Chief Of Defence Staff Says Military Under Pressure To Compromise 2023 Polls

The Nigerian military on Thursday revealed that despite the fact that it is facing constant pressure to compromise the 2023 elections, it will continue to be neutral.

General Lucky Irabor,  Chief of Defence Staff disclosed this to journalists at the 61st session of the State House Ministerial Briefing organised by the Presidential Communications Team at the Aso Rock Villa, Abuja.

According the him, military personnel face pressure through inducements, but the armed forces would remain apolitical as it is taking the necessary measures to ensure compliance with the directive of the President Muhammadu Buhari  to maintain neutrality.

Irabor added that personnel are being trained to be more professional even as the rules of engagement have been codified for distribution before, during and after the elections.

The CDS also revealed that several military rescue operations and negotiations have led to the freeing of at least 300,000 people from the hands of their abductors since 2014 while refugees who fled the North-East due to insurgency, have started to return.

He said that former insurgents, now being trained, would graduate in February next year before their reintegration into the society. He added that the military is recruiting more personnel into all branches of the security services.

The goal, Irabor said, is to increase the number of on-the-ground personnel to combat insurgency and banditry and curtail oil theft which will eventually lead to increased crude oil production.

Continue Reading

News

ICPC Arraigns NSCDC Official Over N12m job Scam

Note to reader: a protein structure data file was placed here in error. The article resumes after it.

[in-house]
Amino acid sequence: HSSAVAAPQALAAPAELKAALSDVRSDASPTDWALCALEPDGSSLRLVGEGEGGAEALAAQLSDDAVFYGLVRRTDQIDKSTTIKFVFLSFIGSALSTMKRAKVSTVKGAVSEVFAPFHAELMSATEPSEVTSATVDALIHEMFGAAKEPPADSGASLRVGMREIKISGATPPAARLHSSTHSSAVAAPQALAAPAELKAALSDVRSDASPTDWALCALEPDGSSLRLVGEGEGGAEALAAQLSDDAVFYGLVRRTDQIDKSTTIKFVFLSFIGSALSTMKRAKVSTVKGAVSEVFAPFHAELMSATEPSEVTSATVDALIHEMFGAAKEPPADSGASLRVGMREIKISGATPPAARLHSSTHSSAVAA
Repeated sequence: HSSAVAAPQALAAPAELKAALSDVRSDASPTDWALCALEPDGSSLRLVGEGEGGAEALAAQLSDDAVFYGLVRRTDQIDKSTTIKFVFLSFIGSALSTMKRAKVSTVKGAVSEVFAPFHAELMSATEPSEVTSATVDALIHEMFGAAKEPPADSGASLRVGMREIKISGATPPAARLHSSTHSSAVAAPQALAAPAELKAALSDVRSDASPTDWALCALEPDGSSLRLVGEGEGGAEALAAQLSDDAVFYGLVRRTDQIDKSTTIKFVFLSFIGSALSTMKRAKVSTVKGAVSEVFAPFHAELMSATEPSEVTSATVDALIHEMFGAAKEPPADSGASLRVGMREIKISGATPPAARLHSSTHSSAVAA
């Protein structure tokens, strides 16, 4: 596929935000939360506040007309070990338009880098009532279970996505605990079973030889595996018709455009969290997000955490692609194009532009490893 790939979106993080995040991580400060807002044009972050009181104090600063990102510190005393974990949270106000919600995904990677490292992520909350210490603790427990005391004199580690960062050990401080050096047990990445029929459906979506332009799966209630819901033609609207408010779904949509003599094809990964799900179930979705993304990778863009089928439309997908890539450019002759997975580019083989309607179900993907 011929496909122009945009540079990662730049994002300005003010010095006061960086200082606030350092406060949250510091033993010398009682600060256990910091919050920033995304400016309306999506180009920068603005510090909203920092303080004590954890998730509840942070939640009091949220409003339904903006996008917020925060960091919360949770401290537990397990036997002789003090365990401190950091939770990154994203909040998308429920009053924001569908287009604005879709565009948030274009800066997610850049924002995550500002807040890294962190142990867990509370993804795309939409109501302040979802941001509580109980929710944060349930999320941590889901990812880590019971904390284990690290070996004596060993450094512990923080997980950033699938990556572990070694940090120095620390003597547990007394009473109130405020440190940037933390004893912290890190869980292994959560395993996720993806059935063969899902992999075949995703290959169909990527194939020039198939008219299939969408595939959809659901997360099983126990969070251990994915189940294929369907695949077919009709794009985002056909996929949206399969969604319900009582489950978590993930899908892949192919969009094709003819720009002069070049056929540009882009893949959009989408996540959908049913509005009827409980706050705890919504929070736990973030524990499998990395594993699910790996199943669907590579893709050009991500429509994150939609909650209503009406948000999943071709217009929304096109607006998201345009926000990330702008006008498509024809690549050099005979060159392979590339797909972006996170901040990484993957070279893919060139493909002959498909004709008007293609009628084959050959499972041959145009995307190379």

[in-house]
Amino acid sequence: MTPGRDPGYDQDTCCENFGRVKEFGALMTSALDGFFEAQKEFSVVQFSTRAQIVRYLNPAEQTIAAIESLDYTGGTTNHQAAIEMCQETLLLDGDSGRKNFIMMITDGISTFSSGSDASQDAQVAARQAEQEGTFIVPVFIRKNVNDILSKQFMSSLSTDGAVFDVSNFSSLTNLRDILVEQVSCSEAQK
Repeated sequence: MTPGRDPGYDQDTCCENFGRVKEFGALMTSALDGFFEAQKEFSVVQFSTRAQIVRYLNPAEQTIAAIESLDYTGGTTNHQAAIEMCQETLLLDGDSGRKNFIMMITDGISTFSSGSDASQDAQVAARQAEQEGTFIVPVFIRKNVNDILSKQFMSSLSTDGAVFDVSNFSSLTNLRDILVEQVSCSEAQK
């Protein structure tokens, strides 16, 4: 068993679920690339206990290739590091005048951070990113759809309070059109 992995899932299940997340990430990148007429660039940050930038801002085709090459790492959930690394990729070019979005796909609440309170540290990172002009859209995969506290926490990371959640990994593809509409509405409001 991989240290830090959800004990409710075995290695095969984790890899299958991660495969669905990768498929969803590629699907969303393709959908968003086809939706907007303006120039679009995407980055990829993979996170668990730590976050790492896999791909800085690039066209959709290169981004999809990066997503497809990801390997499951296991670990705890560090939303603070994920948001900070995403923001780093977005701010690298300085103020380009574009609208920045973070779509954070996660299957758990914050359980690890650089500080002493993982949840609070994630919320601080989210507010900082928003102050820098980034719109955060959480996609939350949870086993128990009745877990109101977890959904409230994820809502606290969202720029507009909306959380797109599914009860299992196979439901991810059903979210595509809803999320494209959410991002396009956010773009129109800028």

The Independent Corrupt Practices and Other Related Offences Commission (ICPC) has arraigned a Superintendent of the Nigerian Security and Civil Defence Corps (NSCDC), Solomon Ogodo, over allegations bordering on forgery, employment racketeering, and fraud.

ICPC, in charge no: CR/503/2022 brought before Justice M.S. Idris of the Federal Capital Territory (FCT) High Court, sitting in Jabi, Abuja, accused the defendant of defrauding unsuspecting job seekers the N12.2 million.

In the five-count charge, the commission told the court that the accused person on different occasions hoodwinked members of the public into parting with different sums of money in the guise of securing employment for their relatives in the Nigeria Correctional Services (NCoS).

The court was further informed of how Mr. Ogodo, with the intent to commit fraud, forged offers of provisional appointments for some applicants into the Nigeria Correctional Services.

Continue Reading

News

Okonjo Iweala Makes Forbes List Of World’s Most Powerful Women

A former Nigerian minister of finance and current Director-General, World Trade Organization (WTO), Ngozi Okonjo-Iweala has been named one of Forbes’s World’s 100 Most Powerful Women in 2022.

Forbes, an American business magazine owned by Integrated Whale Media Investments and the Forbes family, has a particular focus on business, technology, communications, science, politics, and law.

The African leadership person of the year awards are vote-based and reserved yearly for leading Africans who are making positive impacts and promoting a favourable image of the continent.

Okonjo-Iweala polled over 60 percent of the 15,000 votes in the category at the close of the poll on 2nd of December 2022.

Forbes said, “The World Trade Organization head Ngozi Okonjo-Iweala (No. 91 of 100) continue to play a crucial role in providing financial assistance and promoting global trade as the threat of a global recession rises.”

Recall that Okonjo-Iweala was recognized by another media platform, Time magazine as one of the world’s most influential people in 2021.

This would be Okonjo-Iweala’s 6th recognition in her career.

Okonjo-iweala reacted on Twitter, saying that she was excited by the awards she had received in her career.

“An honour and a privilege to be part of this list of a very distinguished group of women for the 6th time in my career, Congratulations to my other sisters. Let’s continue to show that good governance, good public policy and a people-centered approach to work matters,” he said.

Winners for the 11th edition of the award shall be presented with the honour on 16th of February 2023, at a ceremony scheduled to be held in Port Louis, Mauritius.

Continue Reading
Advertisement

Trending